ForwardKeys analysis shows African destinations entering a growth phase in the last quarter of 2023, with Cameroon (+27% international arrivals compared with 2019), Rwanda (+15%), Tanzania (+15%) and Namibia (+10%) leading the way and boasting double-digit growth.
“Most destinations are expected to switch to growth mode during the last quarter of the year, although there is still an uneven recovery amongst countries. Strong demand from the VFR segment is driving the fastest-recovering regions in Central and West Africa. This trend is expected to continue and accelerate as we head towards the Christmas peak season,” says Olivier Ponti, VP of Insights at ForwardKeys.
WTTC President and CEO, Julia Simpson said: “This latest data from ForwardKeys shows an undeniable appetite for travel to destinations across Africa. These search trends reveal potential new source markets for several African destinations and now is the time to seize the opportunities for growth.”
Rwanda is in a good position for Business and Luxury Travel
When discussing business travel to African destinations, it’s important to note that the industry is still in recovery mode. However, there are some destinations that are performing better than others. Senegal is expected to experience a 22% increase in business travel in Q4, Rwanda 21%, and Cameroon 25%.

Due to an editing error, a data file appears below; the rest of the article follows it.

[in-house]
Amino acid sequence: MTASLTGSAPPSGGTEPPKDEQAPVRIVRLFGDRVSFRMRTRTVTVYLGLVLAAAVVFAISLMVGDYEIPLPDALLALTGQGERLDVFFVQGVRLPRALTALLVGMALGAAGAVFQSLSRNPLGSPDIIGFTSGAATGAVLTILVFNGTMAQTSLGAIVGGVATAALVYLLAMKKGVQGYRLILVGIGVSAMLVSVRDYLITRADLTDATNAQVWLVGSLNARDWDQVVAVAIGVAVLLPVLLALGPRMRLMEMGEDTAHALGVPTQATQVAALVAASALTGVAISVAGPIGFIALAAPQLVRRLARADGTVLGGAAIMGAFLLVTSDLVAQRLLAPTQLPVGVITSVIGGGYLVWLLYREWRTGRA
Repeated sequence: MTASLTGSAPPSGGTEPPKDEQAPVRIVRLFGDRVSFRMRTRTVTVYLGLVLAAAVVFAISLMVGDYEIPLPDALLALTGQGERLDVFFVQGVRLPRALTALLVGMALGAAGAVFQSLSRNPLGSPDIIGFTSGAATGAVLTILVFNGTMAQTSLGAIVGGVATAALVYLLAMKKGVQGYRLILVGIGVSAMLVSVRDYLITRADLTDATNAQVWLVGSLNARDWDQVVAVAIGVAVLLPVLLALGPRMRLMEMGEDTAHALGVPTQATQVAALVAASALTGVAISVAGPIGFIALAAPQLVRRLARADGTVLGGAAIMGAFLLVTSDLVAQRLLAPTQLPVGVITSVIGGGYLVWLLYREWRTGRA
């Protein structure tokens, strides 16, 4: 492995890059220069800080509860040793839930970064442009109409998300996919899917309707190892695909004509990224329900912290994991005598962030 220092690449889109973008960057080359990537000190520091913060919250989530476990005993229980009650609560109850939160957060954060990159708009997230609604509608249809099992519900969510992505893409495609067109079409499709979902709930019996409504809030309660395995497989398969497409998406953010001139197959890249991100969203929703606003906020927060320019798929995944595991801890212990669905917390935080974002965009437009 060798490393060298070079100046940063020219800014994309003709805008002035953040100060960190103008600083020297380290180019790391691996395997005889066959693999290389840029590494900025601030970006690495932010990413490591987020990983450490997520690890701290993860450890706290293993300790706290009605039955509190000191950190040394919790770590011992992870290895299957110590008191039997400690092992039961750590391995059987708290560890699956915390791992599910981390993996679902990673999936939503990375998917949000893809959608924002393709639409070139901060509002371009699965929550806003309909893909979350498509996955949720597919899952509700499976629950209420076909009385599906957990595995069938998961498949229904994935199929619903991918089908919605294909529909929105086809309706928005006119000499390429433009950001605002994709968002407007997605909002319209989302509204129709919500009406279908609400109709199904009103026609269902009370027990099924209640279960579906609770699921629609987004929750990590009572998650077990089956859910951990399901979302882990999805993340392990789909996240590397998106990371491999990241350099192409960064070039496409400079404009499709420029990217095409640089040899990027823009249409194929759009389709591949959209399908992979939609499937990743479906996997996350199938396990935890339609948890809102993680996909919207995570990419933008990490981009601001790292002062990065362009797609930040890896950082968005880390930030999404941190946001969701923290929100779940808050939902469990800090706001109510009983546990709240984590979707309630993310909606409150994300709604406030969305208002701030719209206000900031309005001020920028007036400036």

Rwanda’s recovery of the Meetings, Incentives, Conferences, and Exhibitions (MICE) sector is benefiting the country significantly. This is evident as Rwanda was the third fastest-growing business destination in Africa in Q4. The revival of business travel is a positive sign of increased economic activity and investment in Rwanda. Germany, the United Kingdom, and the USA are the most dynamic source markets for business travel to Rwanda, with growth rates of 30%, 13%, and 11% respectively.
ForwardKeys air ticketing data also shows that the recovery of travel to Rwanda is being driven by passengers travelling in premium cabin classes (+37% in Q4 compared with +13% for economy class). This indicates that there is growing interest from high-end premium travellers who are likely to spend more on high-end luxury goods and services during their stay at a destination.
Rwanda serves as an excellent example of how improved connectivity could benefit the destination by enhancing the ease of travel. Currently, 70% of international arrivals involve transfer hubs to arrive in Rwanda, mainly Addis Ababa Bole Airport, Brussels Airport, Amsterdam Schiphol Airport and Nairobi Jomo Kenyatta Airport. Further analysis reveals that there is a great business opportunity to increase the number of direct flights, for example from the United States and Germany, as evidenced by the number of flight searches per source market.